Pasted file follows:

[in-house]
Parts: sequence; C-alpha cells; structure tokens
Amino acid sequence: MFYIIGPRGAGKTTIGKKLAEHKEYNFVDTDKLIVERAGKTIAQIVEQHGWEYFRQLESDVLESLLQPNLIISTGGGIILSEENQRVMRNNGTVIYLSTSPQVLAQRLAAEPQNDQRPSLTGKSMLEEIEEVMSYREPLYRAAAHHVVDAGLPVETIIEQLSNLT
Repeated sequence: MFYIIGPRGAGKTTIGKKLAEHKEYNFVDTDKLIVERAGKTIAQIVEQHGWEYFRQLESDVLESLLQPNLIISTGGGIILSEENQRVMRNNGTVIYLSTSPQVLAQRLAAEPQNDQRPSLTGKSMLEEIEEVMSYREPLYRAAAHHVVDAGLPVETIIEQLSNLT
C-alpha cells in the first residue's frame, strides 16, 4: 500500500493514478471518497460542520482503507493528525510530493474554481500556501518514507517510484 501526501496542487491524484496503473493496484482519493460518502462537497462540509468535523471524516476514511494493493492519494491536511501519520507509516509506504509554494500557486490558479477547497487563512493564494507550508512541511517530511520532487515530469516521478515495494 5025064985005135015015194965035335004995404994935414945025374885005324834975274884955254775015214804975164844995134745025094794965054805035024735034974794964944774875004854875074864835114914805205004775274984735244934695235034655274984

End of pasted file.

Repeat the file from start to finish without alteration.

[in-house]
Parts: sequence; C-alpha cells; structure tokens
Amino acid sequence: MFYIIGPRGAGKTTIGKKLAEHKEYNFVDTDKLIVERAGKTIAQIVEQHGWEYFRQLESDVLESLLQPNLIISTGGGIILSEENQRVMRNNGTVIYLSTSPQVLAQRLAAEPQNDQRPSLTGKSMLEEIEEVMSYREPLYRAAAHHVVDAGLPVETIIEQLSNLT
Repeated sequence: MFYIIGPRGAGKTTIGKKLAEHKEYNFVDTDKLIVERAGKTIAQIVEQHGWEYFRQLESDVLESLLQPNLIISTGGGIILSEENQRVMRNNGTVIYLSTSPQVLAQRLAAEPQNDQRPSLTGKSMLEEIEEVMSYREPLYRAAAHHVVDAGLPVETIIEQLSNLT
C-alpha cells in the first residue's frame, strides 16, 4: 500500500493514478471518497460542520482503507493528525510530493474554481500556501518514507517510484 501526501496542487491524484496503473493496484482519493460518502462537497462540509468535523471524516476514511494493493492519494491536511501519520507509516509506504509554494500557486490558479477547497487563512493564494507550508512541511517530511520532487515530469516521478515495494 5025064985005135015015194965035335004995404994935414945025374885005324834975274884955254775015214804975164844995134745025094794965054805035024735034974794964944774875004854875074864835114914805205004775274984735244934695235034655274984